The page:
Jerry Garcia’s stream of solos here is just fabulously pure 7 minutes of joy on a rock concert stage with loads of licks to steal.
If you’re especially enterprising, you can get ideas from David Grisman’s mandolin solo as well.
21. Take Five – George Benson
Of course, the classic of all classic blues songs would eventually make its way on this list.
That said, it’s in no way a conventional tune in this guitar arrangement by George Benson.
The core melody is untouched, but this arrangement’s little ear candies make it much more interesting.
22. What Is this thing Called Love – Cole Porter
Played commonly in the key of C major, the chords are all but the ones you’d usually find in the key.
Cole Porter always brings the unexpected into his compositions, adding movements that will sharpen your repertoire once you get the song down.
23. Bright Size Life – Pat Metheny
Pat Metheny continuously evolved during his career and, with him, the Jazz guitar scene.
It all, though, originated from his first records and this tune in particular.
A young Pat Metheny can teach a guitarist a lot about phrasing and melody on this song, which, luckily, is far simpler to execute than his later work.
If you want to push it further, a great idea is also to learn Jacko’s bass line and see how it fits with the solo.
24. All Of Me – Frank Sinatra
This song isn’t too difficult. And with many chords, it’s great for figuring out what works over what when improvising with it. There’s a powerful melody you can always safely fall back to, even if you venture off in scales and arpeggios.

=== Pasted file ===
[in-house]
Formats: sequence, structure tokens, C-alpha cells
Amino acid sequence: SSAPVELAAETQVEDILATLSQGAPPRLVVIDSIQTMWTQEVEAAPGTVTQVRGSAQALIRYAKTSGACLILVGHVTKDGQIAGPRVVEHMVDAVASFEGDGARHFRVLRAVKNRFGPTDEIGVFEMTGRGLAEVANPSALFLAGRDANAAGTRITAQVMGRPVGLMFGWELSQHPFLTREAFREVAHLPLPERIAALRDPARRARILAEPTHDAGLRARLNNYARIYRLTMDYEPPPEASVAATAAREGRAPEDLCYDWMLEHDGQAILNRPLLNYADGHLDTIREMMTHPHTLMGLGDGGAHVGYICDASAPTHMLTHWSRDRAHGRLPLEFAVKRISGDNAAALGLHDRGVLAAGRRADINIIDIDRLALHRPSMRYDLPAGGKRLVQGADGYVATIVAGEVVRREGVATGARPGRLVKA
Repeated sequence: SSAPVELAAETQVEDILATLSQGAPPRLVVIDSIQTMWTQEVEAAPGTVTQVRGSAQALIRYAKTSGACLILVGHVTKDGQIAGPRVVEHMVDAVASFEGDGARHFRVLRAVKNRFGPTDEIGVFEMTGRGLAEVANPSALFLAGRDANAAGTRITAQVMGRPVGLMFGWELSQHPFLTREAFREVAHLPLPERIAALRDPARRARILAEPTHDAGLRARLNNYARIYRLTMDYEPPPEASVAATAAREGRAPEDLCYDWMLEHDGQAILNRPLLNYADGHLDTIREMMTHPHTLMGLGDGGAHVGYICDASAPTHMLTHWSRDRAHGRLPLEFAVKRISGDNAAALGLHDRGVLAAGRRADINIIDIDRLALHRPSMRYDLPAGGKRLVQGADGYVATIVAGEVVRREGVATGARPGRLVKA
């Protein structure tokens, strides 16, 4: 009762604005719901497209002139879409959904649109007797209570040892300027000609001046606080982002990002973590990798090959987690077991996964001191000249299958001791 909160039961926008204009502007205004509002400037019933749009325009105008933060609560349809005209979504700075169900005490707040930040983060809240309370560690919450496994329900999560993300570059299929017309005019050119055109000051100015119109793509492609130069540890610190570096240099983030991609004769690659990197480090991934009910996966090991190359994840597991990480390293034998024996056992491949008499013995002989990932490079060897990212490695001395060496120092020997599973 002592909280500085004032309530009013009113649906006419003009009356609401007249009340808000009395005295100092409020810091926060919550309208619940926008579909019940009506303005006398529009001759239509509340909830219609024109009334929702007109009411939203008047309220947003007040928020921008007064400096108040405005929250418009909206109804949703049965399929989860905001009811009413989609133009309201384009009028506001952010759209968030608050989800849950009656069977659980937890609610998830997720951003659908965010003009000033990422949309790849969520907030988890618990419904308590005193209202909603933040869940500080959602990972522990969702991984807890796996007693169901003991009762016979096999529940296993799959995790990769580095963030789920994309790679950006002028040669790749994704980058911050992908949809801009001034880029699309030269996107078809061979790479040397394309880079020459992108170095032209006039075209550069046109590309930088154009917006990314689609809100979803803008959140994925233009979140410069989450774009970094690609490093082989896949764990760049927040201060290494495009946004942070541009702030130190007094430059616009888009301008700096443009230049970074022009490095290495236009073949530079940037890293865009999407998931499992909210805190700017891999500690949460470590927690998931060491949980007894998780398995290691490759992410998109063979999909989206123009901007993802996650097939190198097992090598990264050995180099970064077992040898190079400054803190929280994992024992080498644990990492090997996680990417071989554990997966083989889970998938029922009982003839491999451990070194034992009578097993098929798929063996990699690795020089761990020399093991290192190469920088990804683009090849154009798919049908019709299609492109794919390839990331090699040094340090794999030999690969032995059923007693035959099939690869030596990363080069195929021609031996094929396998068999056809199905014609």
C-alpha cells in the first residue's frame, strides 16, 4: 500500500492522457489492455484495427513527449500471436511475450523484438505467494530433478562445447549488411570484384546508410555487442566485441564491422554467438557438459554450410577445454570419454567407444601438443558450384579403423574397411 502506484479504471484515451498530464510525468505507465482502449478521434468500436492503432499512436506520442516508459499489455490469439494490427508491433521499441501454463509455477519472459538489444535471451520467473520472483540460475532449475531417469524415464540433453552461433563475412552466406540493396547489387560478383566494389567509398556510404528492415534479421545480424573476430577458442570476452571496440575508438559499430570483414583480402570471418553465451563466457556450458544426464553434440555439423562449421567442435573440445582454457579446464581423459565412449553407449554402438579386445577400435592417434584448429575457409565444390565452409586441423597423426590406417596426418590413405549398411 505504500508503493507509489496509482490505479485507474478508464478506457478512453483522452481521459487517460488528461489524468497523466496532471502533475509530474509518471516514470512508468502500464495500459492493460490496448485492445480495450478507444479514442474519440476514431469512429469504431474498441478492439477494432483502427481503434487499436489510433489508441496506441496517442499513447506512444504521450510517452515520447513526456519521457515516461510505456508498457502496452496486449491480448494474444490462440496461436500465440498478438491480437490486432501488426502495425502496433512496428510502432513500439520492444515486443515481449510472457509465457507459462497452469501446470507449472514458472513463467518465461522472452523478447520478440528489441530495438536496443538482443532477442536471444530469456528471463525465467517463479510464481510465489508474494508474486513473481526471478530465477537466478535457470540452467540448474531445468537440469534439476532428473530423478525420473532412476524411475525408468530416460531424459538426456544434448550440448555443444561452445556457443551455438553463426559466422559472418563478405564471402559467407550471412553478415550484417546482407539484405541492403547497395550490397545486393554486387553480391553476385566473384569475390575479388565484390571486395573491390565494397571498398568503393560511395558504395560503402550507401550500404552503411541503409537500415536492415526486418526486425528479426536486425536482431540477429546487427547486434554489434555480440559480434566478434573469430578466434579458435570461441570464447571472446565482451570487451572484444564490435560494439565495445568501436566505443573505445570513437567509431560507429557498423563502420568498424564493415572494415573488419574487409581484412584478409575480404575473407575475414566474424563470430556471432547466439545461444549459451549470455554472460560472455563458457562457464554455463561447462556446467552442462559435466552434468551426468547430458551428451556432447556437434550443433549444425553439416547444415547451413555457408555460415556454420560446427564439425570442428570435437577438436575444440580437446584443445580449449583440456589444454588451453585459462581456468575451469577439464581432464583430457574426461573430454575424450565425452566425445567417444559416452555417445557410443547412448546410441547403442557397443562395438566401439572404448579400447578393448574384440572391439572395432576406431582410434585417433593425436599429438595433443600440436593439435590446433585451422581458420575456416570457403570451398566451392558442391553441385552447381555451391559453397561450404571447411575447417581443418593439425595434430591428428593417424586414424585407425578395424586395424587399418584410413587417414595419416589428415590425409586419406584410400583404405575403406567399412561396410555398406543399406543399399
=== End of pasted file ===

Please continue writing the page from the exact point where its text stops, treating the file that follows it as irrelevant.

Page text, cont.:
25. On Green Dolphin Street – Joe Pass
You might recall Joe Pass performing this song with the mesmerizing Ella Fitzgerald.
If you’re lucky enough to perform with a singer that can replicate her performance, this song could be the high point of your duo set.
You can take things to the next level by transcribing the vocal melody for the guitar and trying to arrange solo guitar versions.
26. La Manouche – Angelo Debarre
La Manouche is Modern Gypsy Waltz at its best.
The chords underneath the melody are not complicated, leaving space for the improviser to bring the haunting notes in.
26. Deep Song – Kurt Rosenwinkel
There are few Rosenwinkel songs your jazz guitar teacher won’t recommend you learn.
His composing and arranging skills for Jazz guitar justify all the praise he has in the guitar community.
Deep song is the title track from his 2005 album.
And although any song from that record would fit here, I decided to include only his most popular track.
27. Charlie Chan – John Scofield
Scofield brought the concept of sophisticated blues to a new height with every record, sliding in the blues notes where few others would.
Charlie Chan is a particularly challenging tune where technique meets ingenious note choices.
28. Stolen Moments – Stanley Jordan
A pure virtuoso of the instrument, the wonder kid from Chicago turned everyone’s head around.
His tapping skills are mind-blowing, but they are not the only thing you can learn from him.
Even analyzing the individual parts separately without getting into the two-handed tapping will still provide you with valuable jazz guitar knowledge.